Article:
Protein structure and dynamics are the keys to a wide range of problems in
biology. In principle, both can be fully understood by using quantum mechan
ics as the ultimate tool to unveil the molecular interactions involved. Ind
eed, quantum mechanics of atoms and molecules have come to play a central r
ole in chemistry and physics. In practice, however, direct application of q
uantum mechanics to protein systems has been prohibited by the large molecu
lar size of proteins. As a consequence, there is no general quantum mechani
cal treatment that not only exceeds the accuracy of state-of-the-art empiri
cal models for proteins but also maintains the efficiency needed for extens
ive sampling in the conformational space, a requirement mandated by the com
plexity of protein systems. Here we show that, given recent developments in
methods, a general quantum mechanical-based treatment can be constructed.
We report a molecular dynamics simulation of a protein, crambin, in solutio
n for 350 ps in which we combine a semiempirical quantum-mechanical descrip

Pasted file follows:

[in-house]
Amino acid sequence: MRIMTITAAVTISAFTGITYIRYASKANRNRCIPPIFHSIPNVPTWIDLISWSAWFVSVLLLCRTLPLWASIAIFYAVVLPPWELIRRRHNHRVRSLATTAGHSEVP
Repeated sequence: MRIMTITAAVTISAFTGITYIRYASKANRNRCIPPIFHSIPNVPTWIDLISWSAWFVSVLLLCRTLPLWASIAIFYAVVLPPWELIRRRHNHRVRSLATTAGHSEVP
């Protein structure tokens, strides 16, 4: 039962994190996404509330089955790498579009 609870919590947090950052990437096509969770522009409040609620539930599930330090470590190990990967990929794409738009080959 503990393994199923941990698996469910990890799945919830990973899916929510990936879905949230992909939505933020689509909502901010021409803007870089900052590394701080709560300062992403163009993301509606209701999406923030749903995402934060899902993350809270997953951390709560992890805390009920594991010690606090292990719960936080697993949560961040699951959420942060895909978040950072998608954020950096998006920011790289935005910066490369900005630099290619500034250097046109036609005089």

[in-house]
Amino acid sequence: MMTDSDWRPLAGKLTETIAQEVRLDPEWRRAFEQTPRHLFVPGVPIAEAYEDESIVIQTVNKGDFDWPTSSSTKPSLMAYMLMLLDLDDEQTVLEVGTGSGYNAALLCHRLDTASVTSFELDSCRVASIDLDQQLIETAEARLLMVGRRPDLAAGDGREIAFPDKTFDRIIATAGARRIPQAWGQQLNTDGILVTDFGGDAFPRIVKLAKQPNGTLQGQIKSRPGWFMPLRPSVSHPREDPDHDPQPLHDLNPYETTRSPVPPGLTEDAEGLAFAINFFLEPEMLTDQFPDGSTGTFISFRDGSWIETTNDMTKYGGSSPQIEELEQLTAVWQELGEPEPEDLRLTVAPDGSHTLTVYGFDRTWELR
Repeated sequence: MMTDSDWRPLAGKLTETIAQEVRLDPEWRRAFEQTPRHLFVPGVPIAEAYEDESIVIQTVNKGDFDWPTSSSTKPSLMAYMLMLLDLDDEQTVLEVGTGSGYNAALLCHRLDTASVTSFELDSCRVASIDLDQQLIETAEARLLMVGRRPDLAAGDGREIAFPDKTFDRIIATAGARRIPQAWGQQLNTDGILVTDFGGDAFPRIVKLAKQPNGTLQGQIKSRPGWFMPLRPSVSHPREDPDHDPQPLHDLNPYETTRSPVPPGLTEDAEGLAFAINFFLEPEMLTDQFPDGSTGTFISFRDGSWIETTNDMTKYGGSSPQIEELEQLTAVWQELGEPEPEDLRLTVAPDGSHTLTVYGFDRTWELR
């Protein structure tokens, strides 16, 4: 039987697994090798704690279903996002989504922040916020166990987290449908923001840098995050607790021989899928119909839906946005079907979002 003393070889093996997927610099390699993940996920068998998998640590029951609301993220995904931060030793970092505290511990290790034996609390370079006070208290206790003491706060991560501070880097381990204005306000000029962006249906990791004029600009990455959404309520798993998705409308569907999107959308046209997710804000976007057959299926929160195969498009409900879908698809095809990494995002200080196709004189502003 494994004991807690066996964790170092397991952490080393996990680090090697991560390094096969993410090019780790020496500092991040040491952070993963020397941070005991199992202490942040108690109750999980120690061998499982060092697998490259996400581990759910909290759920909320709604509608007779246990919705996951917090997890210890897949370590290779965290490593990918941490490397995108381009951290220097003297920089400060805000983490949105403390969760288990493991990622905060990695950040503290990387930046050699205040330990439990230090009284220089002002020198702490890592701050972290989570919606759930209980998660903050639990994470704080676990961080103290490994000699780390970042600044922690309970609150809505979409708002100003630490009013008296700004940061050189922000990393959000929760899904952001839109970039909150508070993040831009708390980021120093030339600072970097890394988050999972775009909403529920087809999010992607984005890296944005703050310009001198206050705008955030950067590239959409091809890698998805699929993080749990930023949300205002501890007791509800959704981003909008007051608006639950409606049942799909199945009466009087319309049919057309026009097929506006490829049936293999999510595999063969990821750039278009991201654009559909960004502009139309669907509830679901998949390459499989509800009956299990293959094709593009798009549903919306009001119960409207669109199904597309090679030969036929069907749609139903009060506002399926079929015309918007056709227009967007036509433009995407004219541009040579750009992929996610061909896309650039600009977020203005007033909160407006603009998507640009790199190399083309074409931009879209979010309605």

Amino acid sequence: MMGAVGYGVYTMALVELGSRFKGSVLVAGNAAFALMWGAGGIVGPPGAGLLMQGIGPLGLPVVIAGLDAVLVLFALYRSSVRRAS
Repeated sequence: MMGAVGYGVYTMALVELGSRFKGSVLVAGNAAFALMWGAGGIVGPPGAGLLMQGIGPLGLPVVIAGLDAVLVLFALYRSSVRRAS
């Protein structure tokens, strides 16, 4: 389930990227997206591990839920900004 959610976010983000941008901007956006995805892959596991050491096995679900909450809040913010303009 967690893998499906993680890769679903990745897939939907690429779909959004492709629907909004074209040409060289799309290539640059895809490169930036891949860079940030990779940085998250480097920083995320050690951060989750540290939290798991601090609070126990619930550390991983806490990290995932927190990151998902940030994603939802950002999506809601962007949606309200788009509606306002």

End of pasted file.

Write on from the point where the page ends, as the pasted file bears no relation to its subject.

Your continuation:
tion of the entire protein with a description of the surrounding solvent, a
nd solvent-protein interactions based on a molecular mechanics force field.
Comparison with a recent very high-resolution crystal structure of crambin
(Jelsch et al., Proc Natl Acad Sci USA 2000;102:2246-2251) shows that geom
etrical detail is better reproduced in this simulation than when several al
ternate molecular mechanics force fields are used to describe the entire sy
stem of protein and solvent, even though the structure is no less flexible.
Individual atomic charges deviate in both directions from "canonical" valu
es, and some charge transfer is found between the N and C-termini. The capa
bility of simulating protein dynamics on and beyond the few hundred ps time
scale with a demonstrably accurate quantum mechanical model will bring new
opportunities to extend our understanding of a range of basic processes in
biology such as molecular recognition and enzyme catalysis. Proteins 2001;4
4:484-489. (C) 2001 Wiley-Liss, Inc.